|Drums – Grooved
Drums are the means by which power is transmitted to the rope and thence to the object to be moved. For the wire rope to pick up this power efficiently and to transmit it properly to the working end, installation must be carefully controlled.
If the drum is grooved, the winding conditions should be closely supervised to assure adherence to the following recommended procedures:
If the wire rope is carelessly wound and, as a result, jumps the grooves, it will be crushed and cut where it crosses from one groove to the other. Another, almost unavoidable problem is created at the drum flange; as the rope climbs to a second layer there is further crushing and the wires receive excessive abrasion. Riser and filler strips may help remedy this condition.
Another factor that must be given serious consideration is the pitch of the drum grooves relative to the actual rope diameter. Wire rope is normally manufactured to a plus tolerance. (See Table 3.) If this oversize tolerance in the rope is not taken into account, it can mean severe damage.
As an example, a grooved drum made for 1/4-inch rope may have a pitch of .250 inches. Yet, by Federal standards, a 1/4-inch rope may have a diameter as large as .265 inches. If a rope of this size were to be operated on a drum with a .250 inch pitch, crowding would occur and the rope would be forced out of the groove.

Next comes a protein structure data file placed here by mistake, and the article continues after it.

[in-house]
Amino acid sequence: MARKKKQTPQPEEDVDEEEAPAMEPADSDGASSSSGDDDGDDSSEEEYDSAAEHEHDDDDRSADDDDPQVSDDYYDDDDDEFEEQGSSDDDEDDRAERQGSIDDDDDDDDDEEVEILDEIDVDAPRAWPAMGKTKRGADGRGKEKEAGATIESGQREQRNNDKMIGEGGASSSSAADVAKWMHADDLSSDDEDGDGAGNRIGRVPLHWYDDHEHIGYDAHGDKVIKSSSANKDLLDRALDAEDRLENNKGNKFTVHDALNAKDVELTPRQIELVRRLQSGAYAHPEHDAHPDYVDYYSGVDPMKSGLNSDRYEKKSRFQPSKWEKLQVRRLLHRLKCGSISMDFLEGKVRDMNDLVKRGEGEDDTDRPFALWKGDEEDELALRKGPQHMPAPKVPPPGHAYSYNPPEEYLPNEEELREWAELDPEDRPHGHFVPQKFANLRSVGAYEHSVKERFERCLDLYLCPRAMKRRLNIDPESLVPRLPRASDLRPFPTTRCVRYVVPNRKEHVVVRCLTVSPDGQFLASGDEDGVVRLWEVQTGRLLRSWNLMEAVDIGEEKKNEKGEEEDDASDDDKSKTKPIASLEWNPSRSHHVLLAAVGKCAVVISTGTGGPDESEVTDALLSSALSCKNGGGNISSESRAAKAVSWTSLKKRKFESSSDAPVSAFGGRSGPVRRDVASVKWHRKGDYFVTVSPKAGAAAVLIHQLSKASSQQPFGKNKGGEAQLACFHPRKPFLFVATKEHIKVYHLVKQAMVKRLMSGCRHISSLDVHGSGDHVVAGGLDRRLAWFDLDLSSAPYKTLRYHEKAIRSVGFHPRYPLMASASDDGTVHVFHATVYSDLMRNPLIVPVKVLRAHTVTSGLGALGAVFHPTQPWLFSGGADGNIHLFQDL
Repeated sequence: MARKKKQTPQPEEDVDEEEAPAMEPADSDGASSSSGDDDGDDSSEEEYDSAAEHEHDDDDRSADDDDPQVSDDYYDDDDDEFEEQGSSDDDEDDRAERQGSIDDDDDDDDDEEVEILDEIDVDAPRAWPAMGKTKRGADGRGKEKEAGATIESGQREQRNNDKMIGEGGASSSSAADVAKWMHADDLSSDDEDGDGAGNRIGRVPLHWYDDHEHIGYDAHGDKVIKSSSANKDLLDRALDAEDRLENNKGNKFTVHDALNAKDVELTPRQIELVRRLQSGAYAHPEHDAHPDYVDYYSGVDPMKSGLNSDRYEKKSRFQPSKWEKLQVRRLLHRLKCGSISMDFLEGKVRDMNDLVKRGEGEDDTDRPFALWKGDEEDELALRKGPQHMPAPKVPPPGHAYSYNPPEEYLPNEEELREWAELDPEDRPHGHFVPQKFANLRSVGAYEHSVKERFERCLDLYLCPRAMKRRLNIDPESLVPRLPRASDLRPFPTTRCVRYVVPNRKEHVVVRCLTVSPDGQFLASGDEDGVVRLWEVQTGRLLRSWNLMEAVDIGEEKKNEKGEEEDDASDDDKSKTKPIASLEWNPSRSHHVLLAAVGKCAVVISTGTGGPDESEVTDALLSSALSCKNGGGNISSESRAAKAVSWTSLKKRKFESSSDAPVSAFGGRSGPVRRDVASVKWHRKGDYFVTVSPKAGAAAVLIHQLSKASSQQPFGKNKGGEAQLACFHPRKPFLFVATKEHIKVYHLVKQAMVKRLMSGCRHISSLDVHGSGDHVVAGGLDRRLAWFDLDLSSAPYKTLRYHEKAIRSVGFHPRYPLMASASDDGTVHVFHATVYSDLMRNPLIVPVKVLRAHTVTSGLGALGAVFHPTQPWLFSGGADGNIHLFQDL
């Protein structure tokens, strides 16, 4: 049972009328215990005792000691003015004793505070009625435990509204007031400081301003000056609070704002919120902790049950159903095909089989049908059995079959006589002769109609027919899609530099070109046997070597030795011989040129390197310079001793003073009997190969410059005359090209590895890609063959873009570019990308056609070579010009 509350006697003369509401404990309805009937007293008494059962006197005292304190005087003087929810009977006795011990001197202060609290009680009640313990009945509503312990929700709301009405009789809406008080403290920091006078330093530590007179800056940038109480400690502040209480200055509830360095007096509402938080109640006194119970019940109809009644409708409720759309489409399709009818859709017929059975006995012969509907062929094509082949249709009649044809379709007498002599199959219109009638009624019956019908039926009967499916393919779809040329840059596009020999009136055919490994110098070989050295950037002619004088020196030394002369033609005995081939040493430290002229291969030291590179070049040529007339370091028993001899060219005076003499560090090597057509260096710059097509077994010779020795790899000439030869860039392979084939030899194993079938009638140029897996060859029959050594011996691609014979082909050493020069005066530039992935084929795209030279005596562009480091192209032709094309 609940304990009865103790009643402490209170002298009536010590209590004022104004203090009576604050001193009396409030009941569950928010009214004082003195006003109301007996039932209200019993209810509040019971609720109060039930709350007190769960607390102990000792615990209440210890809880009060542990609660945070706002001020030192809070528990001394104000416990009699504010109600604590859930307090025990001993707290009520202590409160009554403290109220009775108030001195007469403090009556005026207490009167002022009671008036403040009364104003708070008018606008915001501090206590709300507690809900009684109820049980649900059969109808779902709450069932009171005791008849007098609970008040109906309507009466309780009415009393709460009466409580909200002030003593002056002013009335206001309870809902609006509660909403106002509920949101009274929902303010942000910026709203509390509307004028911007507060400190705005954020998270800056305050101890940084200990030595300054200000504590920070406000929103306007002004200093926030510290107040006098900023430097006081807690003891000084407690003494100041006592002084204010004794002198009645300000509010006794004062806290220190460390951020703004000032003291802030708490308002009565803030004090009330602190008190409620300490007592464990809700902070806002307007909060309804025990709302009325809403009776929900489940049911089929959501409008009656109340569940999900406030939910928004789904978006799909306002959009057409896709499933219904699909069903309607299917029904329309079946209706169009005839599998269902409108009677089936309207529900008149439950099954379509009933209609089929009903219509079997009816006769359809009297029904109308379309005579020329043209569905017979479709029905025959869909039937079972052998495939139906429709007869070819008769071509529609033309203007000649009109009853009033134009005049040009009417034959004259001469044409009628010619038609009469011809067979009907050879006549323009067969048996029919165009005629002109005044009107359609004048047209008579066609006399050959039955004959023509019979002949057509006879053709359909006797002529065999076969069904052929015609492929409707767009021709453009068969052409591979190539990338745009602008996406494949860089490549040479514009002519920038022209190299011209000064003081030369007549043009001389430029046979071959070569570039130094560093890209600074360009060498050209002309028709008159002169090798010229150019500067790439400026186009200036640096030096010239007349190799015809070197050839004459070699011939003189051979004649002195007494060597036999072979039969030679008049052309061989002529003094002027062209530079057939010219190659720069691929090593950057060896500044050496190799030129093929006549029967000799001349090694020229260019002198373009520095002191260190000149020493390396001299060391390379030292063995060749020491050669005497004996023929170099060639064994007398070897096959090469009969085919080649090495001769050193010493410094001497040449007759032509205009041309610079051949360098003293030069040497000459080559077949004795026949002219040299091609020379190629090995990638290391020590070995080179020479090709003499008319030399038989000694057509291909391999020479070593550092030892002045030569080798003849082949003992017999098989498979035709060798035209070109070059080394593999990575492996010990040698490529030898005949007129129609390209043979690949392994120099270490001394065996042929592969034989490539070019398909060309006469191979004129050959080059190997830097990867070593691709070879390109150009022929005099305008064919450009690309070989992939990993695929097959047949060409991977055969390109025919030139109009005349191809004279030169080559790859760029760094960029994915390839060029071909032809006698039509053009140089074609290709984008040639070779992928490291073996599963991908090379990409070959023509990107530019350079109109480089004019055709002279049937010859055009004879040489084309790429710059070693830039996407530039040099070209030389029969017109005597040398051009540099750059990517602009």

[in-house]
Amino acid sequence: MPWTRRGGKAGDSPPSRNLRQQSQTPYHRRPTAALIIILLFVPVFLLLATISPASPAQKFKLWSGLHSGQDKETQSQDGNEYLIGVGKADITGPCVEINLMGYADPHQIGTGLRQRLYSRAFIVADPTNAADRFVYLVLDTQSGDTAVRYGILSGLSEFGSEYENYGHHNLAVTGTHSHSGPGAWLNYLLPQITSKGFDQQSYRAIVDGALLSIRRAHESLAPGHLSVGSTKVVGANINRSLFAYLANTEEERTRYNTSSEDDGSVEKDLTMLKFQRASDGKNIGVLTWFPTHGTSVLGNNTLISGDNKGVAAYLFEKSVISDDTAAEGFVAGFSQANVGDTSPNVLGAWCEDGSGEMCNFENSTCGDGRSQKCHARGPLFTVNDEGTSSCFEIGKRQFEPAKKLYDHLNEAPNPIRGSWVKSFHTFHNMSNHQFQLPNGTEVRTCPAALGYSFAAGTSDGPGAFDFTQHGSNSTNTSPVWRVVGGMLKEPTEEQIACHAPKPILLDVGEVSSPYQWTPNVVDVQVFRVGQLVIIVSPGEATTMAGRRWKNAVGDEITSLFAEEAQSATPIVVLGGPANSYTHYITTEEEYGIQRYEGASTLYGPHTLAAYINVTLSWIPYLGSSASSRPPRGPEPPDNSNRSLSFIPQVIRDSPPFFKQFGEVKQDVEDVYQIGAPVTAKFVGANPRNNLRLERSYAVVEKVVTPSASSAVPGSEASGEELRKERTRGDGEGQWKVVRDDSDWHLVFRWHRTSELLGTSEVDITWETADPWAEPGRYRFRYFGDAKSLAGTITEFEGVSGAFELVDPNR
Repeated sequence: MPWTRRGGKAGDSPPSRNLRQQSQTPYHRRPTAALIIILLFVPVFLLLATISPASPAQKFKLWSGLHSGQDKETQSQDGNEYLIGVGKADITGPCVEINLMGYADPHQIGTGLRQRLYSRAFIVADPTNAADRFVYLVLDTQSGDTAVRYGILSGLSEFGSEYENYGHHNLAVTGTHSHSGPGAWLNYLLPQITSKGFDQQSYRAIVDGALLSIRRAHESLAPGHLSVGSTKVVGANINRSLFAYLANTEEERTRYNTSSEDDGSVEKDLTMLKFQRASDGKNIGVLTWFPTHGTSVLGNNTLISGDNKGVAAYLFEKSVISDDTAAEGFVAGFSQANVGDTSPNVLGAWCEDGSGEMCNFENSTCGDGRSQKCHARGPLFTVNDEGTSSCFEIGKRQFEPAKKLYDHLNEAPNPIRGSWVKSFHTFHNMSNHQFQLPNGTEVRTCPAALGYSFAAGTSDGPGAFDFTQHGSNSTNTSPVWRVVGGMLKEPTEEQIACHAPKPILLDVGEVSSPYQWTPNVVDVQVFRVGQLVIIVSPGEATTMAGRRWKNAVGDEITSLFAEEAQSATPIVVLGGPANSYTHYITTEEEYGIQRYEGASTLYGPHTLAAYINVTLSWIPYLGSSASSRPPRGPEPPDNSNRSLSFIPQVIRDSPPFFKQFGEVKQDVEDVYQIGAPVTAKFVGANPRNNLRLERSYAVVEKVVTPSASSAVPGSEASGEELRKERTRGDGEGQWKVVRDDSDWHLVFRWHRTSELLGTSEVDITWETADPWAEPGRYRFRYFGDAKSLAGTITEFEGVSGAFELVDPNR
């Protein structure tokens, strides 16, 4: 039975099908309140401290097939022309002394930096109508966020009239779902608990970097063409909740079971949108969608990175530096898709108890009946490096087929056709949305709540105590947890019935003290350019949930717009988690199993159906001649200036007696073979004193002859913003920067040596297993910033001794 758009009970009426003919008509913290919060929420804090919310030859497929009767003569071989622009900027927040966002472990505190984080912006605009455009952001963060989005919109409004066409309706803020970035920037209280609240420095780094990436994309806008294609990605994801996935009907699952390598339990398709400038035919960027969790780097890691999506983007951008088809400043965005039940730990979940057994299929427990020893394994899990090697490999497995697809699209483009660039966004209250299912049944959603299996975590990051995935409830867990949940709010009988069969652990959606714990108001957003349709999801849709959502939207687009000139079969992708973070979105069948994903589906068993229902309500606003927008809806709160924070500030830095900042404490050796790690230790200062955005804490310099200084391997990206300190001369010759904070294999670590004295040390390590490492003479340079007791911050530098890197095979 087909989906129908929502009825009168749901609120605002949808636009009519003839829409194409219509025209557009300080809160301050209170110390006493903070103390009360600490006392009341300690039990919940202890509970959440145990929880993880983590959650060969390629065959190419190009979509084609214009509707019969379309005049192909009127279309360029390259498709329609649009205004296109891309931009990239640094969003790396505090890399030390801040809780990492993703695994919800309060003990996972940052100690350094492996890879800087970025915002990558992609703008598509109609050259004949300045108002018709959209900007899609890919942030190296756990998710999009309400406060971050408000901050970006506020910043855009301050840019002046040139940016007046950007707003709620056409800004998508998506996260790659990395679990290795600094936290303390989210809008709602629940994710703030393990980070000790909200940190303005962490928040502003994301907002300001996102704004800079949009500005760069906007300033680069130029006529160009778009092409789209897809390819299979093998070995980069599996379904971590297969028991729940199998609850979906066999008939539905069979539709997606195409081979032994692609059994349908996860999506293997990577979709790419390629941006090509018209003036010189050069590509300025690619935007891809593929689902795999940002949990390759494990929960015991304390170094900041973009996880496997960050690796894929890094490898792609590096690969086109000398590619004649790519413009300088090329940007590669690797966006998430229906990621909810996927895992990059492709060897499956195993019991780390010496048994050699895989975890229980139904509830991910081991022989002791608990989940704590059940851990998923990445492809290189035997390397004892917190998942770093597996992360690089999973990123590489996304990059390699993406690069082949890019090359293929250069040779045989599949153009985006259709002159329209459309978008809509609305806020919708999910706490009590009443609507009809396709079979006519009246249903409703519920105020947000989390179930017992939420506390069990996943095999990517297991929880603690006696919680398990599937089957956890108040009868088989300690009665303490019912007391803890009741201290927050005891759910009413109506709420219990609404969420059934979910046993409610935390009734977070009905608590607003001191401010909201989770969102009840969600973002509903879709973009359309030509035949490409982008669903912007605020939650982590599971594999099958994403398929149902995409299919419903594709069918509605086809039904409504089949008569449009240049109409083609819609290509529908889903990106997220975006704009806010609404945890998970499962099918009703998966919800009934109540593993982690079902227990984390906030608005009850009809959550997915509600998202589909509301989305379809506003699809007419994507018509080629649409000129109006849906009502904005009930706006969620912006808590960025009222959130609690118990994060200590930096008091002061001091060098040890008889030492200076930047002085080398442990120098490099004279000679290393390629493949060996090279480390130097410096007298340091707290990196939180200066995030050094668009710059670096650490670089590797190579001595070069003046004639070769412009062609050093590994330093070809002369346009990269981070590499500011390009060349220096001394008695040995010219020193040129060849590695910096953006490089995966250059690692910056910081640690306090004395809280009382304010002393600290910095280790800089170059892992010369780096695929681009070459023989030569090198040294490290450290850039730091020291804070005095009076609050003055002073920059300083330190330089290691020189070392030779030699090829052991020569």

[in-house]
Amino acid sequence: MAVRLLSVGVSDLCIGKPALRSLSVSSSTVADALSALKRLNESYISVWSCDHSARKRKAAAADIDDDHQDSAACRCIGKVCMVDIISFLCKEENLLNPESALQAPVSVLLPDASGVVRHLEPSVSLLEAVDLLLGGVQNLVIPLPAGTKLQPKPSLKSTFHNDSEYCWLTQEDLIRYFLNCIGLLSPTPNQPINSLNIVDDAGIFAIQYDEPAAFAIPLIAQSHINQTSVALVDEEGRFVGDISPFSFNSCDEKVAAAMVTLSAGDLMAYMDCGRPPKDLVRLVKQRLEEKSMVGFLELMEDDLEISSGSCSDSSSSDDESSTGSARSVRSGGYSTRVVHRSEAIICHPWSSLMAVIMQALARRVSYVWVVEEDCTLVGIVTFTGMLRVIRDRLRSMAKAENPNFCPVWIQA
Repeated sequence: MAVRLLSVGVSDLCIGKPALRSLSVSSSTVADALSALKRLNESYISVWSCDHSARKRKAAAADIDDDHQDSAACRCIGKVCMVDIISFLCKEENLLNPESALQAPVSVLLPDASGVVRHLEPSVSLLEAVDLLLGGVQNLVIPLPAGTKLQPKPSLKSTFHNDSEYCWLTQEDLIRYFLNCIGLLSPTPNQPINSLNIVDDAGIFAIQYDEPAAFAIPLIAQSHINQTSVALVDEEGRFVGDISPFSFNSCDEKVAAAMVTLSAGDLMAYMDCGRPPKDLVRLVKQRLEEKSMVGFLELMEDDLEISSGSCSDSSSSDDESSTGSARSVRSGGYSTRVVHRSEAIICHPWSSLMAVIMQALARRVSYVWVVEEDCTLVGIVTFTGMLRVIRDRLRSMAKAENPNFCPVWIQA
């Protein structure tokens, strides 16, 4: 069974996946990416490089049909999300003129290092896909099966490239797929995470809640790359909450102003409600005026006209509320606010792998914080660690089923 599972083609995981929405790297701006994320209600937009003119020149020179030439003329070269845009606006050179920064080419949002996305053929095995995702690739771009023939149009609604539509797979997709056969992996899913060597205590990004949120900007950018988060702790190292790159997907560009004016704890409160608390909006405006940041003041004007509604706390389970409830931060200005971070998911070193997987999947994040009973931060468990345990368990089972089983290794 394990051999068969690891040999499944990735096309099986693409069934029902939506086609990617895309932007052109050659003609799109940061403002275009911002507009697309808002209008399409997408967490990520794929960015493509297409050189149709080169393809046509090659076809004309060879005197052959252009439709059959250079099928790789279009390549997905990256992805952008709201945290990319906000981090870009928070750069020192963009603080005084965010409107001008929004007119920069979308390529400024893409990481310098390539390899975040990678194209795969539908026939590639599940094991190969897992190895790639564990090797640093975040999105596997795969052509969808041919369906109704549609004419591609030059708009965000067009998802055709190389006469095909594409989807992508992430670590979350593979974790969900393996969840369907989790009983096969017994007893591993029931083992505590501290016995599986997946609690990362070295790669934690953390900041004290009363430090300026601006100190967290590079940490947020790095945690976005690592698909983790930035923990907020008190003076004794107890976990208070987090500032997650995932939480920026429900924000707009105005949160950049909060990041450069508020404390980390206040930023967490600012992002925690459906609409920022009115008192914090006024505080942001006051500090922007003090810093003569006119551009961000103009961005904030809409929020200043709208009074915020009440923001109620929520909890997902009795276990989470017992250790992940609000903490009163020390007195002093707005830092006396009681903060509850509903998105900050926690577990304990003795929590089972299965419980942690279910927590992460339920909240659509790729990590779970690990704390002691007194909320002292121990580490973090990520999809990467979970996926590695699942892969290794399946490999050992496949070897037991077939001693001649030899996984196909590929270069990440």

Drums – Plain (Smooth)
Installation of a wire rope on a plain (smooth) face drum requires a great deal of care. The starting position should be at the correct drum flange so that each wrap of the rope will wind tightly against the preceding wrap (Fig. 32). Here too, close supervision should be maintained during installation. This will help make certain that:
Loose and uneven winding on a plain (smooth) faced drum can, and usually does, create excessive wear, crushing and distortion of the rope. The results of such abuse are lower operating performance and a reduction in the rope’s effective strength. Also, for an operation that is sensitive in terms of moving and spotting a load, the operator will encounter control difficulties as the rope will pile up, pull into the pile and fall from the pile to the drum surface. The ensuing shock can break or otherwise damage the rope.
Figure 32. By holding the right or left hand with index finger extended, palm up or palm down, the proper procedure for applying left- and right-lay rope on a smooth drum can be easily determined.
The proper direction of winding the first layer on a smooth drum can be determined by standing behind the drum and looking along the path the rope travels, and then following one of the procedures illustrated in Figure 32. The diagrams show: the correct relationship that should be maintained between the direction of lay of the rope (right or left), the direction of rotation of the drum (overwind or underwind), winding from left to right or right to left.